Not something you will be dealing with during normal day-to-day vSphere operations, but you can bump into problems if you don’t have a scratch partition.
This happened to me while upgrading some ESXi host with VMware Update Manager, but can also happen when you are trying to generate log files for VMware Support. And what’s more annoying then having system log generation problems when trying to deal with another error in your vSphere environment.
What is the ESXi scratch partition?
The scratch partion is a 4 GB VFAT partition that is created on a target device that has sufficient space available and is considered “Local” by ESXi.
The scratch partition is used for a couple of things:
* Store vm-support output (if scratch partition is unavailable the output will be stored in memory)
* During first boot the partition will be configured through syslog for retaining logfiles
* Userworld swapfile (when enabled)
The scratch partition is created and configured during ESXi installation or the autoconfiguration phase when the ESXi server first boots.
ESXi selects one of these scratch locations during startup in order of preference:
- 1. The location configured in the
/etc/vmware/locker.confconfiguration file, set by the
- 2. A Fat16 filesystem of at least 4 GB on the Local Boot device.
- 3. A Fat16 filesystem of at least 4 GB on a Local device.
- 4. A VMFS Datastore on a Local device, in a
- 5. A ramdisk at
There are two examples where scratch space may not be automatically defined on persistent storage. In each case, the temporary scratch location will be configured on a ramdisk.
- 1. ESXi deployed on a Flash or SD device, including a USB key. Scratch partitions are not created on Flash or SD storage devices even if connected during install, due to the potentially limited read/write cycles available.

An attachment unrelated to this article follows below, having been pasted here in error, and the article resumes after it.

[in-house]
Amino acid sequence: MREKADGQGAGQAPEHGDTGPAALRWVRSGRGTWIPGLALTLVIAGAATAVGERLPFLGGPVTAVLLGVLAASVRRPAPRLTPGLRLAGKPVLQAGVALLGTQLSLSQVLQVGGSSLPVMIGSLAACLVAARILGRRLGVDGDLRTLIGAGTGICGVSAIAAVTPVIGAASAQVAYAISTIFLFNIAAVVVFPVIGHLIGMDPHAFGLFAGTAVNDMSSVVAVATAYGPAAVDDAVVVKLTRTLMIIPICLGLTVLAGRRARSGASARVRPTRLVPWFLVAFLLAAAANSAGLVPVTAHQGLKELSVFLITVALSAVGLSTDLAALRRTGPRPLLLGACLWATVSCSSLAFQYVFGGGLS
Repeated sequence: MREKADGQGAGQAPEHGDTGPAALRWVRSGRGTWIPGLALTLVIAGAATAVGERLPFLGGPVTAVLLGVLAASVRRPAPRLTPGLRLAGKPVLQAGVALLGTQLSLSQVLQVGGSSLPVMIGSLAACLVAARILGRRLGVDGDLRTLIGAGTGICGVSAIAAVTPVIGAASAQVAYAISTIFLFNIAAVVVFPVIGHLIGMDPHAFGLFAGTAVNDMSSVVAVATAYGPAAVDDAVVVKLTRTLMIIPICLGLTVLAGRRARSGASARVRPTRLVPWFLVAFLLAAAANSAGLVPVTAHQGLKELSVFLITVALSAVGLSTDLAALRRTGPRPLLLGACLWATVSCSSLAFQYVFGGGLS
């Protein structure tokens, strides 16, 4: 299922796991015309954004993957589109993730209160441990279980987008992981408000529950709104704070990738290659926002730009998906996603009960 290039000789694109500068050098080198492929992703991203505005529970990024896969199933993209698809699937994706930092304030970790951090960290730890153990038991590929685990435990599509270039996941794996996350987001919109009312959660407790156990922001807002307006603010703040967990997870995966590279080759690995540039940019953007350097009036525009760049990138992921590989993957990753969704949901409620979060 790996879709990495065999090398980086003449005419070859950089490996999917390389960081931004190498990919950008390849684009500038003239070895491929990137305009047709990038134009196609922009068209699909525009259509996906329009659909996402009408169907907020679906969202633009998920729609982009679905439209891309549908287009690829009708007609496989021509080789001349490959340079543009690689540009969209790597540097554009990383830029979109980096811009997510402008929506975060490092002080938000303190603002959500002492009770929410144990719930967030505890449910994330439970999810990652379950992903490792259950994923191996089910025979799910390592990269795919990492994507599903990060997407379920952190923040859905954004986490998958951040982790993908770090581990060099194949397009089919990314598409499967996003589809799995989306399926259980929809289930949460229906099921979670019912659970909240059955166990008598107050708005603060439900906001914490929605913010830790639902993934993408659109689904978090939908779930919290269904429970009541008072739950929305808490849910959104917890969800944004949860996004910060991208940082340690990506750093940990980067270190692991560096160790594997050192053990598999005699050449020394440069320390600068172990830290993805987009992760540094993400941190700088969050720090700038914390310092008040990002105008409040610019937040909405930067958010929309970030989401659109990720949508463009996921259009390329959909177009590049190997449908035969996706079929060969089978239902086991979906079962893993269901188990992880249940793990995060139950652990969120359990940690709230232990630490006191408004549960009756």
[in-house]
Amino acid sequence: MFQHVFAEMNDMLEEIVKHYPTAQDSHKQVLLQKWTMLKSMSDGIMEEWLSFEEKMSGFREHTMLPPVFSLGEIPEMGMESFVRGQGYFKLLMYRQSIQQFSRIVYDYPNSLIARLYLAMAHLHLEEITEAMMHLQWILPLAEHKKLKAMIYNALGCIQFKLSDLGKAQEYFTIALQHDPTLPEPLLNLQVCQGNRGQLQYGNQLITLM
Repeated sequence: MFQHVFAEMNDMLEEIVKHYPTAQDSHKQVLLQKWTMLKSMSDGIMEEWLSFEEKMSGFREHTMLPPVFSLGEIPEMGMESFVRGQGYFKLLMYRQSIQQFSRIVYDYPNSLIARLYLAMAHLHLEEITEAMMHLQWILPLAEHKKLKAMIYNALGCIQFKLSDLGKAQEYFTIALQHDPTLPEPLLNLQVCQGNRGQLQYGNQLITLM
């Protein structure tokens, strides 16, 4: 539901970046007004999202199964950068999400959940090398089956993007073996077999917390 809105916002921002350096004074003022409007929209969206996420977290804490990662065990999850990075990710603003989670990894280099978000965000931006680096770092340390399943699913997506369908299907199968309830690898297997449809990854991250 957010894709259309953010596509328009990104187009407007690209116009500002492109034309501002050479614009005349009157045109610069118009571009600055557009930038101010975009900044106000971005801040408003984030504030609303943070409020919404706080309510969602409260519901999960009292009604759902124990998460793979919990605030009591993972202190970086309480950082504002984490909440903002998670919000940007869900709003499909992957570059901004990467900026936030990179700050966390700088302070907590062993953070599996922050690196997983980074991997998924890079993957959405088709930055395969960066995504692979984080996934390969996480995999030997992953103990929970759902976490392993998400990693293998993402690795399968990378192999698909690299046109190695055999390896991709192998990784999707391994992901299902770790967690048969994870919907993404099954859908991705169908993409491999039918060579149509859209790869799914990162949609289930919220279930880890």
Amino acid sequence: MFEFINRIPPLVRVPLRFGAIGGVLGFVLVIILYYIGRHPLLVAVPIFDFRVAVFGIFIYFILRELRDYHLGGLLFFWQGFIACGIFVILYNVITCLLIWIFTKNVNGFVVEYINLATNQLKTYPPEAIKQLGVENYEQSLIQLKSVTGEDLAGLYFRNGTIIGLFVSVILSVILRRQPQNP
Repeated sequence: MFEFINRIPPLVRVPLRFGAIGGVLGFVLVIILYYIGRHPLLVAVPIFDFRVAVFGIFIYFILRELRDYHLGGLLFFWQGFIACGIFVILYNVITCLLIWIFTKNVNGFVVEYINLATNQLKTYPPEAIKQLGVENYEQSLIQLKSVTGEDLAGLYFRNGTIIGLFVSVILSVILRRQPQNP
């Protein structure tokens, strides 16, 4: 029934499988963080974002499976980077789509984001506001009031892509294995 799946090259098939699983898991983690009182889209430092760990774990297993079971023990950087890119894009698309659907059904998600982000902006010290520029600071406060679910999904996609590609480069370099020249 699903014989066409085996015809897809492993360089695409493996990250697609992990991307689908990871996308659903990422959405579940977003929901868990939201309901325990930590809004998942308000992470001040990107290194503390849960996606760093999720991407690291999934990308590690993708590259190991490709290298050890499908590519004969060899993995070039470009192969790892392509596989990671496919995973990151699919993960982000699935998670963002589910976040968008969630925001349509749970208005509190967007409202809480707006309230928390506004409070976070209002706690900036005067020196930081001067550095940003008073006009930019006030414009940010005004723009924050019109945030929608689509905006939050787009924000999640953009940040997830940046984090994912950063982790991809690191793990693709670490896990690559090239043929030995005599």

- 2. ESXi deployed in a Boot from SAN configuration or to a SAS device. A Boot from SAN or SAS LUN is considered Remote, and could potentially be shared among multiple ESXi hosts. Remote devices are not used for scratch to avoid collisions between multiple ESXi hosts.
So for the record, a scratch partition isn’t always created, and even isn’t required to run ESXi, but it can result in strange problems during vSphere operations. So better be safe, then sorry and create your scratch partition in advance.
Always have a scratch partition
The reason for this article is the fact that I ran into trouble while updating my ESXi host with VMware Update Manager. This was due to the fact that my servers had SAS disks and no scratch partition was configured. This led to this VMware KB article which explained how to configure your scratch partition by setting the advanced option
This solved my problem and I’ve made it a best practice to configure my scratch partition, by setting
ScratchConfig.ConfiguredScratchLocation, in my kickstart script. The scratch partition is to be located on the local VMFS datastore of my server. After all ESXi creates this local VMFS datastore from the disk space that isn’t used (when dealing with servers with local disks). This remaining disk space is more then enough to host the scratch partition. This way the scratch partition persistent and is always created, even in the case of local SAS disks.
For more information, and the sources of all my information for this article, have look at the following links:
About the Scratch Partition – page 56 – ESXi Installable and vCenter Server Setup Guide